The last three bodies have been recovered from the site of Saturday's Fox Glacier helicopter crash, with key parts of the wreckage also retrieved.
Seven people died when the helicopter crashed onto the glacier. Four bodies were recovered the next day but bad weather had hampered efforts to retrieve the remaining three.
Air accident investigators said the key parts of the helicopter were also retrieved today.
A break in the weather yesterday gave teams about two hours to do preparation on the ice, such as cutting a track down to the wreckage.
West Coast Area Commander Inspector John Canning said a 23-strong recovery team flew onto the glacier at first light, and Alpine Cliff Rescue members reached the wreckage this morning.
Alpine Cliff Rescue team leader Marius Bronn said they had to watch every step they took.
"The popcorn-like ice, I've used that term before but it really is unstable, it's moving and it's noisy, the glacier's creaking and groaning a bit," he said.
"It's steep and slippery, so you're just on high alert all the time."
The last members of the recovery team returned from the glacier this afternoon.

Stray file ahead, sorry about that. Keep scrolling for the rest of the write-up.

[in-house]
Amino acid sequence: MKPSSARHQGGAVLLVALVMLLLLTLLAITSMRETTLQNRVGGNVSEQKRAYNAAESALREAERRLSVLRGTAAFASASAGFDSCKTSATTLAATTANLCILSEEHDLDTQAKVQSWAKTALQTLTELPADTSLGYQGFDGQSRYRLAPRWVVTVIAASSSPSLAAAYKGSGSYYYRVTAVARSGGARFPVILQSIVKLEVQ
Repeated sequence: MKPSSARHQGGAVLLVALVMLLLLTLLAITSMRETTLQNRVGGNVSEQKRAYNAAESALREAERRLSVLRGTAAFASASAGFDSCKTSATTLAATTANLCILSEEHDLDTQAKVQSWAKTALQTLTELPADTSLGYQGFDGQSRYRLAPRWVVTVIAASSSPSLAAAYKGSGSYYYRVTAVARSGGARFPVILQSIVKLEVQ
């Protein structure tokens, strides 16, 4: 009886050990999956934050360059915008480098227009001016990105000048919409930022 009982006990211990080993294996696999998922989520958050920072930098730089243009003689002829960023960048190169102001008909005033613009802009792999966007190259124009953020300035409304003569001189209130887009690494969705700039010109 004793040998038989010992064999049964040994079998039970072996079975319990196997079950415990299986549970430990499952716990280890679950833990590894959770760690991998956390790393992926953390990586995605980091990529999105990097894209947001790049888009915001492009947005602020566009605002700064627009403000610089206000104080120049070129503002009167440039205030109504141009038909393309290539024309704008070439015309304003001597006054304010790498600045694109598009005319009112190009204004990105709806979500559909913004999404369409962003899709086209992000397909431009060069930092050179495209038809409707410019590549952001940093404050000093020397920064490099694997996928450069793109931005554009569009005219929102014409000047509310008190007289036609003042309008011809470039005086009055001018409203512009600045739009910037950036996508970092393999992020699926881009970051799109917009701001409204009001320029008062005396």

Transport Accident Investigation Commission spokesperson Peter Northcote said the helicopter wreckage was airlifted from a glacier crevasse.
They were satisfied they had the major physical components that would be of the most interest for their investigation, he said.
Drone footage taken yesterday showed the wreckage was widespread.
"There is smaller debris spread out over the area about the size of a rugby field, it is heavily crevassed, there are multiple ice and other hazards but the intention is that we'll do our very best to recover evidence or parts of the aircraft that might be of most use to an investigation."
Mr Northcote said some of the smaller pieces of wreckage might have to stay on the glacier.
The seven people on board the flight were: Andrew Virco, 50, and Katharine Walker, 51, from Cambridge, England; Nigel Edwin Charlton, 66, and Cynthia Charlton, 70, of Hampshire, England; Sovannmony Leang, 27, and Josephine Gibson, 29, of New South Wales, Australia; and New Zealand pilot Mitch Gameren, 28.
Commercial flights to the glacier have resumed but a no-fly zone remained in place around the crash site.